This article is from the Scientology and Dianetics FAQ, by email@example.com (Scientology Information Server) with numerous contributions by others.
In our bureaucratic age, members of a group are often left feeling hopeless
and ineffective in the face of seemingly insurmountable difficulties.
Some even come to feel they might be better off without allegiance to any
group. But inevitably no one can survive alone, and denying oneself
membership in a group is denying oneself that certain pride and satisfaction
which can only come through teamwork.
In his research into the technology of groups, L. Ron Hubbard codified the
principles which members of any group should follow to attain its goals.
These are offered in the following code, written in January 1951.
With these guidelines, a person can greatly increase his contribution
to a group, while at the same time maintaining his own self-determinism.
1. The successful participant of a group is that participant who
closely approximates in his own activities the ideal, ethic and
rationale of the overall group.
2. The responsibility of the individual for the group as a whole
should not be less than the responsibility of the group for the
3. The group member has, as part of his responsibility, the smooth
operation of the entire group.
4. A group member must exert and insist upon his rights and
prerogatives as a group member and insist upon the rights and
prerogatives of the group as a group and not let these rights be
diminished in any way or degree for any excuse or claimed
5. The member of a true group must exert and practice his right to
contribute to the group. And he must insist upon the right of
the group to contribute to him. He should recognize that a
myriad of group failures will result when either of these
contributions is denied as a right. (A welfare state being that
state in which the member is not permitted to contribute to the
state but must take contribution from the state.)
6. Enturbulence of the affairs of the group by sudden shifts of
plans unjustified by circumstances, breakdown of recognized
channels or cessation of useful operations in a group must be
refused and blocked by the member of a group. He should take
care not to enturbulate a manager and thus lower ARC [under-
7. Failure in planning or failure to recognize goals must be
corrected by the group member for the group by calling the matter
to conference or acting upon his own initiative.
8. A group member must coordinate his initiative with the goals and
rationale of the entire group and with other individual members,
well publishing his activities and intentions so that all
conflicts may be brought forth in advance.
9. A group member must insist upon his right to have initiative.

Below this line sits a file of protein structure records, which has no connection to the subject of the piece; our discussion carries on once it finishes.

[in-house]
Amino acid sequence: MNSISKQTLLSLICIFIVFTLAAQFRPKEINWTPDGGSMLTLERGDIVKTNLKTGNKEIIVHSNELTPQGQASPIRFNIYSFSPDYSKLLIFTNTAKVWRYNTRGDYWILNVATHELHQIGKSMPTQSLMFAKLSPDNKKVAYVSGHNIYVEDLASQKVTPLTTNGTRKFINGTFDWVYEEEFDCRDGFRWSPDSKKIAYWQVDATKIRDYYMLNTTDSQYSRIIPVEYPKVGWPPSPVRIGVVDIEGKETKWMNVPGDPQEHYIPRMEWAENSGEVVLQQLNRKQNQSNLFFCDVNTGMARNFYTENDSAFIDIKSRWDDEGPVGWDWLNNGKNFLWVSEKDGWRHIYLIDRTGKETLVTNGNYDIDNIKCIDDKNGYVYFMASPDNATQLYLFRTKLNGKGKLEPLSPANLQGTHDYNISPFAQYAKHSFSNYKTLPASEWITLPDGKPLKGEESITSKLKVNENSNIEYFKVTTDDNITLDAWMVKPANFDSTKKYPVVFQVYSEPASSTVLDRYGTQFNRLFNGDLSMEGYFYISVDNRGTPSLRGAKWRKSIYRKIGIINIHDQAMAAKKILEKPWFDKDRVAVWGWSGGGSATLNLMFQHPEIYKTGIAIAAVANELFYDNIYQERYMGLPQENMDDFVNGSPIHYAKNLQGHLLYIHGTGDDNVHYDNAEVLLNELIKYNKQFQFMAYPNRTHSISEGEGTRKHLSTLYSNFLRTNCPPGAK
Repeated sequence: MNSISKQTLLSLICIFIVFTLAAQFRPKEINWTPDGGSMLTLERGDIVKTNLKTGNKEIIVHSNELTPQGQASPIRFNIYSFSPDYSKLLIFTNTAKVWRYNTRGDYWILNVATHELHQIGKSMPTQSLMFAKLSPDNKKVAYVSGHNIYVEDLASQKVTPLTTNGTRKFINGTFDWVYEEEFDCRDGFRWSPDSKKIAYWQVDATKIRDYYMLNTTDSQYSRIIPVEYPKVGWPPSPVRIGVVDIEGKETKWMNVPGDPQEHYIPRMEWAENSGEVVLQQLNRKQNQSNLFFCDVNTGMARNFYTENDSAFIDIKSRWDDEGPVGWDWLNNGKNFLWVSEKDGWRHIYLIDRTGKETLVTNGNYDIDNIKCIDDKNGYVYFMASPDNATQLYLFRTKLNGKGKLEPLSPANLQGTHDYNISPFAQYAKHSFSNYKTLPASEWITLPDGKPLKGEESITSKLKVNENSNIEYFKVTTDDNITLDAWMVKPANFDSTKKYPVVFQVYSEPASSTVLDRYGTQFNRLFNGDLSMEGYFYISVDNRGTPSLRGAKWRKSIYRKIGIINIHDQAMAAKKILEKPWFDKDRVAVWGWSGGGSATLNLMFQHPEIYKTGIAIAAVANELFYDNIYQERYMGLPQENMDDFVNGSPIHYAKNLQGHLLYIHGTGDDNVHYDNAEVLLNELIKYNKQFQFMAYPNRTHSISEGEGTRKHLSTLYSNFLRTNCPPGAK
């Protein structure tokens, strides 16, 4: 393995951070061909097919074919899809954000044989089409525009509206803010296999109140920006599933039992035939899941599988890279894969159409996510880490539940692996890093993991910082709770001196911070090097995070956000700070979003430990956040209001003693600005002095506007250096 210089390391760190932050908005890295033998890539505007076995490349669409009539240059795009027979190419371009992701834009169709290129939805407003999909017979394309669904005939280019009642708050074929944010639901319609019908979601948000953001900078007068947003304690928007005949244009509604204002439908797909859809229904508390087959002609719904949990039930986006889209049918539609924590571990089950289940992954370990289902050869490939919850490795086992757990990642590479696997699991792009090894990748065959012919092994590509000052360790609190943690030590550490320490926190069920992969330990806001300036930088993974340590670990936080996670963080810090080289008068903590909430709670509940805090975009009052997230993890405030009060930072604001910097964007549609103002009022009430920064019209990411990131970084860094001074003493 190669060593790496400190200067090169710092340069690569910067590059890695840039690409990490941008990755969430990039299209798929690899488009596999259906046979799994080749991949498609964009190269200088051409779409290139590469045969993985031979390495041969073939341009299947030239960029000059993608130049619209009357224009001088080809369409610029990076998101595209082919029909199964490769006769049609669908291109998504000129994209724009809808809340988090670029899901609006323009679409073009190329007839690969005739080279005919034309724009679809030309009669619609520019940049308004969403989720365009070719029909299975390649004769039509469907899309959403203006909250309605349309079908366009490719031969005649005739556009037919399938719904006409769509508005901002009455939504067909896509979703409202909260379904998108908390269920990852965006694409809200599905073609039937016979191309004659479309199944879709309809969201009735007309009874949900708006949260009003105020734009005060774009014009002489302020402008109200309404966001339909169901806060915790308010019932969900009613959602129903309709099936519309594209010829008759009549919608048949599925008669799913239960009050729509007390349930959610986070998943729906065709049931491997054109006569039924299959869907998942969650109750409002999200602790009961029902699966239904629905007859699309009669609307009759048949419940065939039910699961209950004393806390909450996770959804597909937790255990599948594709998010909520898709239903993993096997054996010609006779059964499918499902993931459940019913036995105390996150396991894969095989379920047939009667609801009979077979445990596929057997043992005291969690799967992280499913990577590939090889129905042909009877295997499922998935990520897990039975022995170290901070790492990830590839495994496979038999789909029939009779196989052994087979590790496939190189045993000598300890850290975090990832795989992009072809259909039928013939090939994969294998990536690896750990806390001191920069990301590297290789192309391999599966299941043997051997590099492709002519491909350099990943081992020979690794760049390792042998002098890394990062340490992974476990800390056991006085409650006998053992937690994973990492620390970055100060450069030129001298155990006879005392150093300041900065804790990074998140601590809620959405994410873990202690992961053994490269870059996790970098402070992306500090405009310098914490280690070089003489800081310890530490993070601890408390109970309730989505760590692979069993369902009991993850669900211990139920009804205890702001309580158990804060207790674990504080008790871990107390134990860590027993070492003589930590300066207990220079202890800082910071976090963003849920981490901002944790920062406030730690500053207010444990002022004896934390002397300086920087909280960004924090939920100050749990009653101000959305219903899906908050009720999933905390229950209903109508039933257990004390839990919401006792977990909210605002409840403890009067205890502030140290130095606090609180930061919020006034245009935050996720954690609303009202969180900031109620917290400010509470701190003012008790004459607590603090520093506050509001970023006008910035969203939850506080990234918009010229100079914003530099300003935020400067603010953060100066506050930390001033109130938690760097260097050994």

10. A group member must study and understand and work with the goals,
rationale and executions of the group.
11. A group member must work toward becoming as expert as possible in
his specialized technology and skill in the group and must assist
other individuals of the group to an understanding of that
technology and skill in its place in the organizational
necessities of the group.
12. A group member should have a working knowledge of all
technologies and skills in the group in order to understand them
and their place in the organizational necessities of the group.
13. On the group member depends the height of the ARC [understanding]
of the group. He must insist upon high-level communication lines
and clarity in affinity and reality and know the consequence of
not having such conditions. *And he must work continually and
actively to maintain high ARC in the organization.*
14. A group member has the right of pride in his tasks and a right of
judgement and handling in those tasks.
15. A group member must recognize that he is himself a manager of
some section of the group and/or its tasks and that he himself
must have both the knowledge and right of management in that
sphere for which he is responsible.
16. The group member should not permit laws to be passed which limit
or proscribe the activities of all the members of the group
because of the failure of some of the members of the group.
17. The group member should insist on flexible planning and
unerring execution of plans.
18. The performance of duty at optimum by every member of the group
should be understood by the group member to be the best safeguard
of his own and the group survival. It is the pertinent business
of any member of the group that optimum performance be achieved
by any other member of the group whether chain of command or
similarity of activity sphere warrants such supervision or not.